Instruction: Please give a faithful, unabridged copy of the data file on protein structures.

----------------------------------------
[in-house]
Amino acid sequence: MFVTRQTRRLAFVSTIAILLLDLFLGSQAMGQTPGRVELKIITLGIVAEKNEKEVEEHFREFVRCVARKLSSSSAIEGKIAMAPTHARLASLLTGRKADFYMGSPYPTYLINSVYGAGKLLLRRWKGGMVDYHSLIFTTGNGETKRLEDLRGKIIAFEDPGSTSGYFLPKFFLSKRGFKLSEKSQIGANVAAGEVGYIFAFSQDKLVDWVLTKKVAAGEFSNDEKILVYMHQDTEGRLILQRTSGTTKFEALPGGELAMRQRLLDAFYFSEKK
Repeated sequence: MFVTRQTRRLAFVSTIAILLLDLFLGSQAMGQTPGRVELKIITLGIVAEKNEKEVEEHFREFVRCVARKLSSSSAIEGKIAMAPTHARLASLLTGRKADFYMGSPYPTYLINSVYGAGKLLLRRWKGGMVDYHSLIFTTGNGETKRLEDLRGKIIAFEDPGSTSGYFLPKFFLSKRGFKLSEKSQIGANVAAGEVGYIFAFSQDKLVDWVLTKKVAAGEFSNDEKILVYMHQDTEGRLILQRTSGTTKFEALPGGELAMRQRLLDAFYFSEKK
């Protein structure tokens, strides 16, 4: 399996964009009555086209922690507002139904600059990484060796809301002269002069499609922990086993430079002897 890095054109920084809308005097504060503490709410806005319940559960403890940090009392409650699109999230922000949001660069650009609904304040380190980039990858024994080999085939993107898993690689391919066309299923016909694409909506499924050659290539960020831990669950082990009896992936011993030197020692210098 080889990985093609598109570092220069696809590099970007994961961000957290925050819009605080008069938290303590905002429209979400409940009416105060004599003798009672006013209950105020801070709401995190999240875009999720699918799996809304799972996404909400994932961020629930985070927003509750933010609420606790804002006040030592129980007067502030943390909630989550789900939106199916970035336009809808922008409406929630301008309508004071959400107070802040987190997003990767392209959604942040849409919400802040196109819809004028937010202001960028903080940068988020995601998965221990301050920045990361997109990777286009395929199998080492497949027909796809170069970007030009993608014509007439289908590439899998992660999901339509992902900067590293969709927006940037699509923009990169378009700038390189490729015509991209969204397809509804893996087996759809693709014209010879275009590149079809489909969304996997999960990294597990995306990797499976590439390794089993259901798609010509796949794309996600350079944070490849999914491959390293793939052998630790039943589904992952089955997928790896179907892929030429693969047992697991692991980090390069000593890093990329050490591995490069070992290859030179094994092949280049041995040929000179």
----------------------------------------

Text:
[in-house]
Amino acid sequence: MFVTRQTRRLAFVSTIAILLLDLFLGSQAMGQTPGRVELKIITLGIVAEKNEKEVEEHFREFVRCVARKLSSSSAIEGKIAMAPTHARLASLLTGRKADFYMGSPYPTYLINSVYGAGKLLLRRWKGGMVDYHSLIFTTGNGETKRLEDLRGKIIAFEDPGSTSGYFLPKFFLSKRGFKLSEKSQIGANVAAGEVGYIFAFSQDKLVDWVLTKKVAAGEFSNDEKILVYMHQDTEGRLILQRTSGTTKFEALPGGELAMRQRLLDAFYFSEKK
Repeated sequence: MFVTRQTRRLAFVSTIAILLLDLFLGSQAMGQTPGRVELKIITLGIVAEKNEKEVEEHFREFVRCVARKLSSSSAIEGKIAMAPTHARLASLLTGRKADFYMGSPYPTYLINSVYGAGKLLLRRWKGGMVDYHSLIFTTGNGETKRLEDLRGKIIAFEDPGSTSGYFLPKFFLSKRGFKLSEKSQIGANVAAGEVGYIFAFSQDKLVDWVLTKKVAAGEFSNDEKILVYMHQDTEGRLILQRTSGTTKFEALPGGELAMRQRLLDAFYFSEKK
């Protein structure tokens, strides 16, 4: 399996964009009555086209922690507002139904600059990484060796809301002269002069499609922990086993430079002897 890095054109920084809308005097504060503490709410806005319940559960403890940090009392409650699109999230922000949001660069650009609904304040380190980039990858024994080999085939993107898993690689391919066309299923016909694409909506499924050659290539960020831990669950082990009896992936011993030197020692210098 080889990985093609598109570092220069696809590099970007994961961000957290925050819009605080008069938290303590905002429209979400409940009416105060004599003798009672006013209950105020801070709401995190999240875009999720699918799996809304799972996404909400994932961020629930985070927003509750933010609420606790804002006040030592129980007067502030943390909630989550789900939106199916970035336009809808922008409406929630301008309508004071959400107070802040987190997003990767392209959604942040849409919400802040196109819809004028937010202001960028903080940068988020995601998965221990301050920045990361997109990777286009395929199998080492497949027909796809170069970007030009993608014509007439289908590439899998992660999901339509992902900067590293969709927006940037699509923009990169378009700038390189490729015509991209969204397809509804893996087996759809693709014209010879275009590149079809489909969304996997999960990294597990995306990797499976590439390794089993259901798609010509796949794309996600350079944070490849999914491959390293793939052998630790039943589904992952089955997928790896179907892929030429693969047992697991692991980090390069000593890093990329050490591995490069070992290859030179094994092949280049041995040929000179």